Holly The evergreen holly symbolizes eternal life. This shrub’s most conspicuous features have long been associated with Jesus Christ. The bright red berries represent the drops of blood He shed on the cross; their color also represented the burning love for God present in the hearts of the faithful. The prickly leaves remind us of the crown of thorns the Roman soldiers placed on Jesus Christ’s head.
Mistletoe Kissing

The kissing under the mistletoe was originally a belief that this plant, which stayed green even in winter, could produce and increase sexual power.  In a few parts of the world it was regarded as being so potent that it could increase the productivity of the soil, be used as a fertility drug for cattle, and it was also used as a cure for impotence in humans.  The Druids believed that the mistletoe’s magic potency extended far beyond just conferring fertility. It was thought to cure almost any disease and was therefore known as ‘all healer’. Sprigs fixed above doorways of homes were said to keep away lightning and many kinds of evil. As the plant had no roots it was believed that it grew from heaven.  An old wives tale has it that a girl who had not been kissed under the mistletoe would be barren. Now it is only an excuse to take innocuous liberties.

Poinsettia

poinsettaThe poinsettia is named after Joel R. Poinsett, who served as the USA’s first ambassador to Mexico, from 1825-1829. He saw this indigenous plant with large scarlet leaves encircling small, greenish-yellow blossoms, which was the Mexican Christmas flower. He sent specimens back to the USA, where they flourished.  A Mexican legend tells how the poinsettia became a Christmas flower. A poor peasant girl was anxious to bring a gift in honor of the Virgin Mary to the Christmas Eve service. She had nothing to give so she went with nothing. On the way she met an angel, who told her to pick some weeds. She did this. As by a miracle they were transformed into the bright scarlet ‘flowers’. Ever since poinsettias have been popular decorations for churches and homes during the Christmas festival.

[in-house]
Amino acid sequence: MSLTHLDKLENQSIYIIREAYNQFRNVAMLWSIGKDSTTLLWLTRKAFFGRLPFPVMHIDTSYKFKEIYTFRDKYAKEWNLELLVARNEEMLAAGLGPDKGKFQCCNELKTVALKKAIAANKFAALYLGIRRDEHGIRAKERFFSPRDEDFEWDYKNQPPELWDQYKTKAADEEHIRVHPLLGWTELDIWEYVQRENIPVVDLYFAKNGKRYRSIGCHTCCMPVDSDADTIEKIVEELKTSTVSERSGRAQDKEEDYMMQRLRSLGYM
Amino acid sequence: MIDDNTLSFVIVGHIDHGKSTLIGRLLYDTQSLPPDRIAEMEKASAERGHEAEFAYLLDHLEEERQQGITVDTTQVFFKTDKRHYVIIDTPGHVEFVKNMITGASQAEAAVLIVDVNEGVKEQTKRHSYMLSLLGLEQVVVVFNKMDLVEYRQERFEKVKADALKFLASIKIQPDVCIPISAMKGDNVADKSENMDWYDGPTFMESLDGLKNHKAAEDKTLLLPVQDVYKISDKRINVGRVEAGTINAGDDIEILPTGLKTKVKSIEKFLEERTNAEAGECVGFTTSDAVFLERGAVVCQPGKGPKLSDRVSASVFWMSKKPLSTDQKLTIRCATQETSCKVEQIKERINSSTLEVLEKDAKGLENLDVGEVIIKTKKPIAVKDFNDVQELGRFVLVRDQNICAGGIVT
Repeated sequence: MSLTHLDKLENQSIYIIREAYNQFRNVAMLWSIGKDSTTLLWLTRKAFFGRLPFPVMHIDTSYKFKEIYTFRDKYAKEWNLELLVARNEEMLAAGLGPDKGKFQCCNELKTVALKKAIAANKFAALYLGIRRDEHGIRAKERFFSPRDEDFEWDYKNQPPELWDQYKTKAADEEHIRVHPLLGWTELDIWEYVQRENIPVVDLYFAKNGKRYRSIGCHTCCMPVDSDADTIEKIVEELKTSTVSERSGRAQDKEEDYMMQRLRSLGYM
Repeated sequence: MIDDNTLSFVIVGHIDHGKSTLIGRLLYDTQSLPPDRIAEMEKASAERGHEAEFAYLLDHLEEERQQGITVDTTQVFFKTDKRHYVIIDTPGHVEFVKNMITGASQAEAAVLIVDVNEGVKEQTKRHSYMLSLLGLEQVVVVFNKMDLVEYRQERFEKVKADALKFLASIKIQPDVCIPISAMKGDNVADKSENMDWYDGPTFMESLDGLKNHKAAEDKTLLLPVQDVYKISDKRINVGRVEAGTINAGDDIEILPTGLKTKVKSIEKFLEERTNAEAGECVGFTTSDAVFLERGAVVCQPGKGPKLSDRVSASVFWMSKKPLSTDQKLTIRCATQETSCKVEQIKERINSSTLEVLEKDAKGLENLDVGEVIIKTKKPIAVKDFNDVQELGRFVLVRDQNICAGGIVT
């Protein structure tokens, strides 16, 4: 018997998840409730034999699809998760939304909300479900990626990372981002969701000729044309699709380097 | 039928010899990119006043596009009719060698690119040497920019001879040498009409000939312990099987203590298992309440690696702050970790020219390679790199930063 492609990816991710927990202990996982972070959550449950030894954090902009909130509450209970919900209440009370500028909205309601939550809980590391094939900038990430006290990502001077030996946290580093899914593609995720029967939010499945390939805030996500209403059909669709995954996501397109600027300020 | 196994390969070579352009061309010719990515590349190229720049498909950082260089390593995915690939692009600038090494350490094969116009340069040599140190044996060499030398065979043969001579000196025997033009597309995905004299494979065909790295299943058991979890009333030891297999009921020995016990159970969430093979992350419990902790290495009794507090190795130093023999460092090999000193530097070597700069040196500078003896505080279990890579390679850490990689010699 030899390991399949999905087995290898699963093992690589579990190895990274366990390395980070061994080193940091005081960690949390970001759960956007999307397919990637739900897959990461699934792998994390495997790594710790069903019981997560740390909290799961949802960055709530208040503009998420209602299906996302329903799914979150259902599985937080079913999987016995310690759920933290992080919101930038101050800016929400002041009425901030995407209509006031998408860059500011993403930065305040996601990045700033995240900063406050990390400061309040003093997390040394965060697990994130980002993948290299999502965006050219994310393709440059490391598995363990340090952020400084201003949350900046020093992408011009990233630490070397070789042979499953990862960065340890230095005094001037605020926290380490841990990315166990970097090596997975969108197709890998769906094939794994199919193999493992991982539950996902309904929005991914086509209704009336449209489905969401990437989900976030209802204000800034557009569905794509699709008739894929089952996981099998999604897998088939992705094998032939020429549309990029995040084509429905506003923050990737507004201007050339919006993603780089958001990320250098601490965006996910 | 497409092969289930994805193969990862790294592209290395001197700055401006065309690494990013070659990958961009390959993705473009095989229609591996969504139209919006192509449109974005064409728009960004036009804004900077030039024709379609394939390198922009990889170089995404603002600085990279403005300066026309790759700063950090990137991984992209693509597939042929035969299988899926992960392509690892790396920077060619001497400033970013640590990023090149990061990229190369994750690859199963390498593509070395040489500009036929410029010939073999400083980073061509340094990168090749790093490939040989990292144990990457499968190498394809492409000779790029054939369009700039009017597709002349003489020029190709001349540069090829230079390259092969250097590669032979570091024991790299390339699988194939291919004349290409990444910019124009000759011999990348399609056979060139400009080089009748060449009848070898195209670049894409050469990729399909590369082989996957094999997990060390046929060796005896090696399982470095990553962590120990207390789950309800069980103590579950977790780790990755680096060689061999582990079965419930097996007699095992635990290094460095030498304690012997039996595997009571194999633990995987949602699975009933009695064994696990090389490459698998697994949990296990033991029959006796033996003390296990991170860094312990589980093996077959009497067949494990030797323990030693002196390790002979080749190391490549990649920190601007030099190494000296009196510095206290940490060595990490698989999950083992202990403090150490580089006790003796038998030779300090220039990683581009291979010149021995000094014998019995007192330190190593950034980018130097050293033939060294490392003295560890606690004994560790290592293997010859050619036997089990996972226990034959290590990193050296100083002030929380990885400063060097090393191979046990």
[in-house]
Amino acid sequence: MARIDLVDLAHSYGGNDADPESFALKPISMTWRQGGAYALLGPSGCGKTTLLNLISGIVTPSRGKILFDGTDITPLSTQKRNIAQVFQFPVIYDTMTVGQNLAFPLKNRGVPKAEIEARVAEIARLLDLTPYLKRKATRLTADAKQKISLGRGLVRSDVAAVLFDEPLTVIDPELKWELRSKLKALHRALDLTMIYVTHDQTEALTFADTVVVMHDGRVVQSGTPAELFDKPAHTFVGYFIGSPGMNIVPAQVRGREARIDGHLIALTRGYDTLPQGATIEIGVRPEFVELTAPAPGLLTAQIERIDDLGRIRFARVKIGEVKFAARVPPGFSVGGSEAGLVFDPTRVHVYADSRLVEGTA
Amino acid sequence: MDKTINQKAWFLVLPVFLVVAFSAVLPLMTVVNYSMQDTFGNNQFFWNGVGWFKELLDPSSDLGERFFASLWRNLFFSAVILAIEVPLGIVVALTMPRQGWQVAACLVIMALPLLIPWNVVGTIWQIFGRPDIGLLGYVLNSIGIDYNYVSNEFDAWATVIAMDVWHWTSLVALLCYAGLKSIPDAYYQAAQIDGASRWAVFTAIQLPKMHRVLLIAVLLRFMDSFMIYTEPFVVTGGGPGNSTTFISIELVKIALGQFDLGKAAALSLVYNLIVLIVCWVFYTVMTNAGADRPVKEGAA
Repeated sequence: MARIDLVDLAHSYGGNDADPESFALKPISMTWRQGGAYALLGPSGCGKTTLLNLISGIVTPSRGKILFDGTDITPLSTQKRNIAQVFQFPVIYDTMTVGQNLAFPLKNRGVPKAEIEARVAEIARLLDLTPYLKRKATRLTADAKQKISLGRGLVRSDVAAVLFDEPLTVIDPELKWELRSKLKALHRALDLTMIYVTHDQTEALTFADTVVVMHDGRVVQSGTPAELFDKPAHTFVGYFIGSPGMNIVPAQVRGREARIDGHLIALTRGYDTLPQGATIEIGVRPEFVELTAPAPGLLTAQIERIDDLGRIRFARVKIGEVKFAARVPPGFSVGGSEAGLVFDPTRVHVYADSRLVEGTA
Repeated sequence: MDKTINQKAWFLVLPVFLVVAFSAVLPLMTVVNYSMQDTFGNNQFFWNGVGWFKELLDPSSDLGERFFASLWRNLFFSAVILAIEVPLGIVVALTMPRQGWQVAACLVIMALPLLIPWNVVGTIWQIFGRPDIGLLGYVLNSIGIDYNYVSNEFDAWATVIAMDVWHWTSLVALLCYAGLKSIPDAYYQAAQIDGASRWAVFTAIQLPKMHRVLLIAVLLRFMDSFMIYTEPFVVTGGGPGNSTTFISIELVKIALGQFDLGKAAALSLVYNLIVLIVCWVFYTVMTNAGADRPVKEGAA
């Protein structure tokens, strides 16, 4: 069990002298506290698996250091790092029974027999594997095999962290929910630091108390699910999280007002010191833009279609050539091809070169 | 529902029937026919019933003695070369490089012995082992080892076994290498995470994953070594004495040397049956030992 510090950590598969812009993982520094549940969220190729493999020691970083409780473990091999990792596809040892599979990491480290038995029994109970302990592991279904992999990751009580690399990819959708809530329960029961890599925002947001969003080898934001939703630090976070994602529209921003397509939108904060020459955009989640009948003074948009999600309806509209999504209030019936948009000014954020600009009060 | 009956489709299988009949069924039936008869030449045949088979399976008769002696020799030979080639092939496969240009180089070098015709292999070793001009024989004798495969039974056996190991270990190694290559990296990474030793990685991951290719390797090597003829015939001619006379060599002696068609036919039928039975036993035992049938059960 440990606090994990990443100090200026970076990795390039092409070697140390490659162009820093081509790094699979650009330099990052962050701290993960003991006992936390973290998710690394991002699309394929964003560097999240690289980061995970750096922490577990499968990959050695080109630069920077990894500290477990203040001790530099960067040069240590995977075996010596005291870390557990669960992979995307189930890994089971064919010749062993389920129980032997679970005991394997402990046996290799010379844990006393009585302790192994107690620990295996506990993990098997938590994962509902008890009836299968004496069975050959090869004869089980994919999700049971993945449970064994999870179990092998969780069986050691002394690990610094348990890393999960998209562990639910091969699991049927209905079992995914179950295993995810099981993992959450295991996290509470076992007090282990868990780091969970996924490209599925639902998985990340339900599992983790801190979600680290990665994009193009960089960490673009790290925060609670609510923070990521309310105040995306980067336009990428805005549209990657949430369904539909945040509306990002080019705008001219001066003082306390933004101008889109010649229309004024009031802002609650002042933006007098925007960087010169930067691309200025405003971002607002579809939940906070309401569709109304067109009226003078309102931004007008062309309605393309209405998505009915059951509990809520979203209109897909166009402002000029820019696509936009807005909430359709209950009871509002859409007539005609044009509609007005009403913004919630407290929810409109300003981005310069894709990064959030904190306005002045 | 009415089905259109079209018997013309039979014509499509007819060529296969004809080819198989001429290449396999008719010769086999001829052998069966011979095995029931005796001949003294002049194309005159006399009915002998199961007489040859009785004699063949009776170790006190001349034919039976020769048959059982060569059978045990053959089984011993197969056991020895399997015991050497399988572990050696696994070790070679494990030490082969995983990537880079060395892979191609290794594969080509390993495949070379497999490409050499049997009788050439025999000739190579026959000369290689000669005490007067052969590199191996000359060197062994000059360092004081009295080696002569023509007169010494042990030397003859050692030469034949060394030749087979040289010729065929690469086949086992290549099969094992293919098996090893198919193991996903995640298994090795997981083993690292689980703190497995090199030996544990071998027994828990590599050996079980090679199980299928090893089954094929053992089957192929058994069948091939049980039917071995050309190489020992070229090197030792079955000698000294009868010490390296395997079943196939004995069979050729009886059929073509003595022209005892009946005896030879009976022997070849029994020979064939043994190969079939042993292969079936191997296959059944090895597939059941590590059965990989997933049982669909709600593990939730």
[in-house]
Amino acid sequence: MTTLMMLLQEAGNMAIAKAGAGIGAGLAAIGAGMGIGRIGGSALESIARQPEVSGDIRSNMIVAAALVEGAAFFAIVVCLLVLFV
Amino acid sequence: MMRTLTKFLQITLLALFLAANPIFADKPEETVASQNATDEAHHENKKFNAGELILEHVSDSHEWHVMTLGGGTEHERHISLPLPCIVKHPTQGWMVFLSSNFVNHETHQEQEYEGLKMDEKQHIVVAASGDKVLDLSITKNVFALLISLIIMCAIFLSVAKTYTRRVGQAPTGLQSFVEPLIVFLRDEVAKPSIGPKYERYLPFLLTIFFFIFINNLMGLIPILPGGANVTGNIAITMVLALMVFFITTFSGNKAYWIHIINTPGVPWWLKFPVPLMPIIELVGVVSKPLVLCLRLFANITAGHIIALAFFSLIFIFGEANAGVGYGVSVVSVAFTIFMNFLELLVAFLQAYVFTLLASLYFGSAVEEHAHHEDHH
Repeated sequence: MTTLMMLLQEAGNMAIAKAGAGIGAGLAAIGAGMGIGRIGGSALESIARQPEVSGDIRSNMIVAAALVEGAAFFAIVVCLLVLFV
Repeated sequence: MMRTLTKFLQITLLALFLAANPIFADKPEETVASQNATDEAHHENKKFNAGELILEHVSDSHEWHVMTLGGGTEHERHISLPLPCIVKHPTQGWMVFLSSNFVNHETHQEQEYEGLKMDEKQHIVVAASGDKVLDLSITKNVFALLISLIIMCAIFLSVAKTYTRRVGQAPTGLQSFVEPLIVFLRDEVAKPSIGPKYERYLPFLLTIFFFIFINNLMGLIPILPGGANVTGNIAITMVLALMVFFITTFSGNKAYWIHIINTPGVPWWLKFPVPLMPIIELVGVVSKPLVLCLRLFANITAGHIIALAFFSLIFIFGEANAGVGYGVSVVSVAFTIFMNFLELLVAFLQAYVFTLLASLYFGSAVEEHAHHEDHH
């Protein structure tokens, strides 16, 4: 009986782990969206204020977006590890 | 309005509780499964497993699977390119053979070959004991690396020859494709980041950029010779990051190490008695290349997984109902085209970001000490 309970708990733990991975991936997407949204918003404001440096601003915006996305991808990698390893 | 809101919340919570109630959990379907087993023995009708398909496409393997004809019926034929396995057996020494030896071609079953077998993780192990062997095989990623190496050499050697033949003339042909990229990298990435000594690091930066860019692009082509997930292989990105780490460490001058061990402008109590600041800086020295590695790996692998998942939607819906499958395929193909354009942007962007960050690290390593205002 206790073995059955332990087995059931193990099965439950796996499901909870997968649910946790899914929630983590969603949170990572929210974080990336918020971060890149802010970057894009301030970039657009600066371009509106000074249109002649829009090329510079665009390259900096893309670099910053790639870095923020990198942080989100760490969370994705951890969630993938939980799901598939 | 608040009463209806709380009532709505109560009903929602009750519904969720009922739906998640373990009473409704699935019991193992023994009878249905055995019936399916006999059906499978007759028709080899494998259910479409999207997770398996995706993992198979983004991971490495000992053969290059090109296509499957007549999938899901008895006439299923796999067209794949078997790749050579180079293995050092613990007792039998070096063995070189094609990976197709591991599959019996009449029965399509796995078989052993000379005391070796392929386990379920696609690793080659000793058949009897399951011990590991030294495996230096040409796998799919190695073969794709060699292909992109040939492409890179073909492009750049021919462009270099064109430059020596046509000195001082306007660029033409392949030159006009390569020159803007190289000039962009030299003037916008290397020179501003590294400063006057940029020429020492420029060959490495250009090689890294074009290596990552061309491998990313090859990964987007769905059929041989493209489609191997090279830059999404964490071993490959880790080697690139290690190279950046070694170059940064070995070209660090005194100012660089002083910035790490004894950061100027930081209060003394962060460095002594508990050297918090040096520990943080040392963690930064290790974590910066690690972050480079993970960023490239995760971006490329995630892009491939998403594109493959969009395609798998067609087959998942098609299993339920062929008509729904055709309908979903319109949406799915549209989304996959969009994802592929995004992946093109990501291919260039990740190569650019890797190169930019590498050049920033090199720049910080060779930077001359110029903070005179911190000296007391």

Yule Log

The yule log was a magical source of much-needed fuel for the sun, and subsequently symbolized the sun’s light, warmth and life-giving power. Another story was that the ‘yule’ which supposedly referred to the ale drink at that time.  Christians adopted the yule log and it became customary to place it on the hearth on Christmas Eve. It was kept burning there for at least twelve hours, its glow adding extra warmth to the home and enhancing the atmosphere of the festival. Strict rules must be followed in everything pertaining to the log. It can never be purchased it has to be received as a gift, be part of a tree grown on one’s own property or just be picked up. It had to be kindled with a fragment of the previous year’s log which had been specially preserved for this purpose, and its fire was never to be permitted to go out by itself.

Star

tree top starThe star placed at the very top of the Christmas tree recalls the one seen by the three wise men ‘in the East‘ at the time of Jesus Christ’s birth, the star that ‘went before them till it came and stood over where the young child was‘ Matthew 2:1-12. In many parts of the world today celebration of the Christian holiday has begun with the appearance of the first star on Christmas Eve. To Christians the Christmas star is suppose to express the ideals held out by Jesus, called in the Bible “the bright and morning star.”  Stars in general have a special meaning, as they are sharing the heavens, no matter what barriers keep them apart on earth.